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Vintage bicycle ride coming to Paso Robles 

L'Eroica Paso Robles

L’Eroica founder, Giancarlo Brocci, stops for a photo while bicycling Paso Robles. It wasn’t until after he bicycled the area that he selected Paso Robles as the location for the L’Eroica Vintage Bicycle Event that will benefit Hospice of San Luis Obispo.

Hospice of SLO will put on and benefit from L’Eroica

The Paso Robles City Council approved Hospice of San Luis Obispo’s request to stage L’Eroica Vintage Bicycle Event in Downtown City Park and on city streets April 10 to 12. The measure was approved by a 5-0 vote on Tuesday night.

The event, founded in Italy in 1997 to safeguard the heritage of the white roads of Tuscany, was created out of a love for cycling. The event in Italy continues, but other L’Eroica events across the world have taken place. The initial 92 riders who rode on the white roads that were in danger of being paved over, mounted bicycles made before 1987. The bikes in all L’Eroica events must be steel-frame and built before 1987 and have gear shift levers on the down tube of the frame and pedals with toe clips or fitted straps. The spirit of L’Eroica is not of a competitive race, but of a shared experience.

“I can assure you it’s a fabulous, fabulous event,” said Atascadero resident Wesley Hatakeyama, who has participated in L’Eroica in Italy.

There were, however, questions on how this will affect the city and its citizens.

L'Eroica bike ride

Supporters of L’Eroica speak to the Paso Robles City Council.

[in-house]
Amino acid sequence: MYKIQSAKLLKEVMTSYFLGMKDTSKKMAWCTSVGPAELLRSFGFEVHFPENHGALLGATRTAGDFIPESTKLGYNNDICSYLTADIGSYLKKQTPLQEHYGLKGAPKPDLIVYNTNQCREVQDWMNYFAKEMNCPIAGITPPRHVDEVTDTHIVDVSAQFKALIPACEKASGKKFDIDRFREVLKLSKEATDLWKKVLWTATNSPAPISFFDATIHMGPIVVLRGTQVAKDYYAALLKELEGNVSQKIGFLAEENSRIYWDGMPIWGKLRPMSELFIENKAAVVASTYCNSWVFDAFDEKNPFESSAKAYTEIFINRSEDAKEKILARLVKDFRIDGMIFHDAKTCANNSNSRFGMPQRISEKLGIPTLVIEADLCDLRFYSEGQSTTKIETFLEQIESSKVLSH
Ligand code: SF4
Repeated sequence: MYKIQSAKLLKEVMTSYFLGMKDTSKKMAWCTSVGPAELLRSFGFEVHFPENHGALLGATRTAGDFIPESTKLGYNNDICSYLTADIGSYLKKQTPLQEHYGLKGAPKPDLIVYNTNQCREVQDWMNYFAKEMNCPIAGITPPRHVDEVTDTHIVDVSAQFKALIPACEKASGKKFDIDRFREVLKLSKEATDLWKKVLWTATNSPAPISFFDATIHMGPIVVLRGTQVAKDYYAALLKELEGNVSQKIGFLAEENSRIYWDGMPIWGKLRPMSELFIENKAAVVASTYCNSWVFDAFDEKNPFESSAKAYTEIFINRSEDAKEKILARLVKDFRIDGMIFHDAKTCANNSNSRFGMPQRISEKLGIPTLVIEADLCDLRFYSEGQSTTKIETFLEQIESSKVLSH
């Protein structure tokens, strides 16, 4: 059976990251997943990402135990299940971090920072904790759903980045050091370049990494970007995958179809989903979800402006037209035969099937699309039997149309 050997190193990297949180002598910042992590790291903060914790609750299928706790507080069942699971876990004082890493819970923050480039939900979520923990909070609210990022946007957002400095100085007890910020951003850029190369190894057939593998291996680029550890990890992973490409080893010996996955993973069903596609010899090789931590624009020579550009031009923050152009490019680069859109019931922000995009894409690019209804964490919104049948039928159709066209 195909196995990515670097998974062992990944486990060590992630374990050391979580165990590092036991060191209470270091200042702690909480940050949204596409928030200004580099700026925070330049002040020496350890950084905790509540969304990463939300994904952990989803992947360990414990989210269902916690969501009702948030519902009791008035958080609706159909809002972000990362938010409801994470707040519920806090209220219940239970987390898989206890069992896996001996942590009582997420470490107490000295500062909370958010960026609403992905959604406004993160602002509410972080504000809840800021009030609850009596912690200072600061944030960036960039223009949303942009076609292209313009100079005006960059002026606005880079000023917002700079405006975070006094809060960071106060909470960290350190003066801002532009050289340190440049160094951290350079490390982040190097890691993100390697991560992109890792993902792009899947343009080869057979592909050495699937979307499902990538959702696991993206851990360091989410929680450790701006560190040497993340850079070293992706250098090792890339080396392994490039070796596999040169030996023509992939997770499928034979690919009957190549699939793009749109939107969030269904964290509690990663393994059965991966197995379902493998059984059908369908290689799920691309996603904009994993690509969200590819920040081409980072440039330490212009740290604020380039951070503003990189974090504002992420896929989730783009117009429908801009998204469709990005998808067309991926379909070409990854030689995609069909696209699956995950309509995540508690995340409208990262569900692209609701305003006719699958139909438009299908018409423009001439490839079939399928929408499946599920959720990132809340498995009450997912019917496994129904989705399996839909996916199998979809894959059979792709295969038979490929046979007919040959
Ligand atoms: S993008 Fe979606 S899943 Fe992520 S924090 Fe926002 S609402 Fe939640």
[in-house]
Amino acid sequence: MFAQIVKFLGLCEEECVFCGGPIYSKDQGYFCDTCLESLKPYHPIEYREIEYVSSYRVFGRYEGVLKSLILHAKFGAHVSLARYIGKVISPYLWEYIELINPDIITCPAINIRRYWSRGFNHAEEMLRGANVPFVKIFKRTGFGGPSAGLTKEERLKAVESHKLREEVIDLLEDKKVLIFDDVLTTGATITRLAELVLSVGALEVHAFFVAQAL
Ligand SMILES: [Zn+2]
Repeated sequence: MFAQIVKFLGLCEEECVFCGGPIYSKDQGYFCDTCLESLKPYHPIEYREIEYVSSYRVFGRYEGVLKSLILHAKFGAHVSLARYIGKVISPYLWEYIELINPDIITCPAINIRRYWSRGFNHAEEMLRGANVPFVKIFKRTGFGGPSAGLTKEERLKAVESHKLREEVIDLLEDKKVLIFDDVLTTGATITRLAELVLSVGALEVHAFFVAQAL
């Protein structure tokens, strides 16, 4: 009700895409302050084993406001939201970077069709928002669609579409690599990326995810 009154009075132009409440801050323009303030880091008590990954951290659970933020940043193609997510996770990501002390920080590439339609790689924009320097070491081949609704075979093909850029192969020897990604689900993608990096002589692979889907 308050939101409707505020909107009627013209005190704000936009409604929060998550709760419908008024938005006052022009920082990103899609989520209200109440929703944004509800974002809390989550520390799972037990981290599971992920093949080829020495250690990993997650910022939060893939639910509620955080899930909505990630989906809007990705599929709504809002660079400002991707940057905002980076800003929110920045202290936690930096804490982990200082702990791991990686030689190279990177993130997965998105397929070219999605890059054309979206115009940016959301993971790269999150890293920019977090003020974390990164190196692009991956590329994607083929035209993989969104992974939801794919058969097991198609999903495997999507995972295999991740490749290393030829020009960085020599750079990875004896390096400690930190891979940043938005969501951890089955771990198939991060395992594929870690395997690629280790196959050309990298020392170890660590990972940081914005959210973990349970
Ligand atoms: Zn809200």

“The idea that we’re going to bring 700 to 1,000 bicycles into our city and not say it’s not going to have [negative] effect on our city [is not something I believe],” Councilman Jim Reed said. “I just see how bicyclists go through the town. Is there more we should be asking for than just your word that they’ll be on their best behavior?”

Hospice’s Events and Development Director Gracie Rey said that the streets won’t be wall to wall bicyclists and spectators as was the case for Amgen, instead the cyclists will have three routes to choose from on Sunday of the event and will go at their leisure.

Hatakeyama said that many of the riders will start their rides at 5 a.m. and along the way there will be rest stops with refreshments and beverages. “You don’t start 500 people at the same time,” he said. “It is a self-challenge. It is a very unique event.”

Rey added that a lot of the route will be on dirt and back roads so as to not impact the main roads in and around Paso Robles. Additionally, she said it will bring a lot of business to Paso Robles. She said one feature of other L’Eroica events is camping; for Paso Robles, there will be no camping, instead people will be encouraged to stay in hotels in the city with overflow going to Atascadero and San Luis Obispo. While there will be some wine and food in the park, she said the majority of the vendors will be bicycle-related. A passport to local businesses will be created to encourage event participants to visit them all.

“Cycling is going to get bigger and bigger in this community. It’s not going away. It’s coming,” Paso Robles Bicycle Stakeholders Committee Chairman Steve Fleury said. “I think [the event is] going to bring a lot of good publicity [for Paso Robles].”

L’Eroica was considering having the event in Napa, but when Hatakeyama got wind of that, he said that Paso Robles is where the event should be held. “I said, ‘you guys have to come here.’ So they decided to come over, but said they wouldn’t decided until they rode the route here,” he said. L’Eroica founder Giancarlo Brocci bicycled the area and decided that that’s where the event would be held.

The last hurdle in getting the event in Paso Robles was city council approval. All the funds raised from this event will got to Hospice of SLO, which provides non-medical end-of-life support to those in the county.



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